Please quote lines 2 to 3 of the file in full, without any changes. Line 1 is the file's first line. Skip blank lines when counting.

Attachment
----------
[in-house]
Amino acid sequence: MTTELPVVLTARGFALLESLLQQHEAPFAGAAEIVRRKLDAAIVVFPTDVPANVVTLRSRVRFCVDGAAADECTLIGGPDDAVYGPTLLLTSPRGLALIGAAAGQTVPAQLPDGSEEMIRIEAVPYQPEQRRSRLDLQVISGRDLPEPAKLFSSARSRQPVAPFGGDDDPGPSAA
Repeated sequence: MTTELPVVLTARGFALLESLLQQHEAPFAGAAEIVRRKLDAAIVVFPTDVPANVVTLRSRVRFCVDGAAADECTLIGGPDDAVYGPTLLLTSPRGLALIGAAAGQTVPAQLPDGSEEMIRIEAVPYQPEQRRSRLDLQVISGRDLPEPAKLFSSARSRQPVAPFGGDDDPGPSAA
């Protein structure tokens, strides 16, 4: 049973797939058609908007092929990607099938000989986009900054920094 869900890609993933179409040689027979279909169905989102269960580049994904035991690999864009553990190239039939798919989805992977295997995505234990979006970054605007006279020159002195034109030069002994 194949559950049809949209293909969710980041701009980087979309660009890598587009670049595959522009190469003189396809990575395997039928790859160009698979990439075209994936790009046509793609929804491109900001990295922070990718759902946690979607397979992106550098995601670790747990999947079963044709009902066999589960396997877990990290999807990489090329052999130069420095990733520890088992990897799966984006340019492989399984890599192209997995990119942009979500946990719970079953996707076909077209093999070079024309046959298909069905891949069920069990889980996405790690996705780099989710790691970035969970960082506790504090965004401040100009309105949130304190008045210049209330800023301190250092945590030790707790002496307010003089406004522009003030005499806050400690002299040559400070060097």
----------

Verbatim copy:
Amino acid sequence: MTTELPVVLTARGFALLESLLQQHEAPFAGAAEIVRRKLDAAIVVFPTDVPANVVTLRSRVRFCVDGAAADECTLIGGPDDAVYGPTLLLTSPRGLALIGAAAGQTVPAQLPDGSEEMIRIEAVPYQPEQRRSRLDLQVISGRDLPEPAKLFSSARSRQPVAPFGGDDDPGPSAA
Repeated sequence: MTTELPVVLTARGFALLESLLQQHEAPFAGAAEIVRRKLDAAIVVFPTDVPANVVTLRSRVRFCVDGAAADECTLIGGPDDAVYGPTLLLTSPRGLALIGAAAGQTVPAQLPDGSEEMIRIEAVPYQPEQRRSRLDLQVISGRDLPEPAKLFSSARSRQPVAPFGGDDDPGPSAA